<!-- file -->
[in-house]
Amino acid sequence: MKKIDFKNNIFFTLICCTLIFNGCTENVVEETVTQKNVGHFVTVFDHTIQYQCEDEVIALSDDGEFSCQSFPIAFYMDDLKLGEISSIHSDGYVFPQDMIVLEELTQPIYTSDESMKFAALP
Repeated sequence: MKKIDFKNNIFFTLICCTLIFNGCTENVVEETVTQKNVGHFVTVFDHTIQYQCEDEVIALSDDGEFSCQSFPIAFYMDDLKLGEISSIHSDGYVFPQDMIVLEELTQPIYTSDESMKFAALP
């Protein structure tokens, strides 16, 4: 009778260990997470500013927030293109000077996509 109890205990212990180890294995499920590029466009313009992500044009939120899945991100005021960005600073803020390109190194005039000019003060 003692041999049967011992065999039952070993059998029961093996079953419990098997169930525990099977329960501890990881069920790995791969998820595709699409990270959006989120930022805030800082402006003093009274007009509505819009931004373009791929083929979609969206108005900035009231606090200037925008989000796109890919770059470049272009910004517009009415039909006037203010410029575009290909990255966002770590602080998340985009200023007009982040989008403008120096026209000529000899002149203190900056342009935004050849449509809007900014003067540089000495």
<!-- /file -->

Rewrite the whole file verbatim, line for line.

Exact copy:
[in-house]
Amino acid sequence: MKKIDFKNNIFFTLICCTLIFNGCTENVVEETVTQKNVGHFVTVFDHTIQYQCEDEVIALSDDGEFSCQSFPIAFYMDDLKLGEISSIHSDGYVFPQDMIVLEELTQPIYTSDESMKFAALP
Repeated sequence: MKKIDFKNNIFFTLICCTLIFNGCTENVVEETVTQKNVGHFVTVFDHTIQYQCEDEVIALSDDGEFSCQSFPIAFYMDDLKLGEISSIHSDGYVFPQDMIVLEELTQPIYTSDESMKFAALP
């Protein structure tokens, strides 16, 4: 009778260990997470500013927030293109000077996509 109890205990212990180890294995499920590029466009313009992500044009939120899945991100005021960005600073803020390109190194005039000019003060 003692041999049967011992065999039952070993059998029961093996079953419990098997169930525990099977329960501890990881069920790995791969998820595709699409990270959006989120930022805030800082402006003093009274007009509505819009931004373009791929083929979609969206108005900035009231606090200037925008989000796109890919770059470049272009910004517009009415039909006037203010410029575009290909990255966002770590602080998340985009200023007009982040989008403008120096026209000529000899002149203190900056342009935004050849449509809007900014003067540089000495």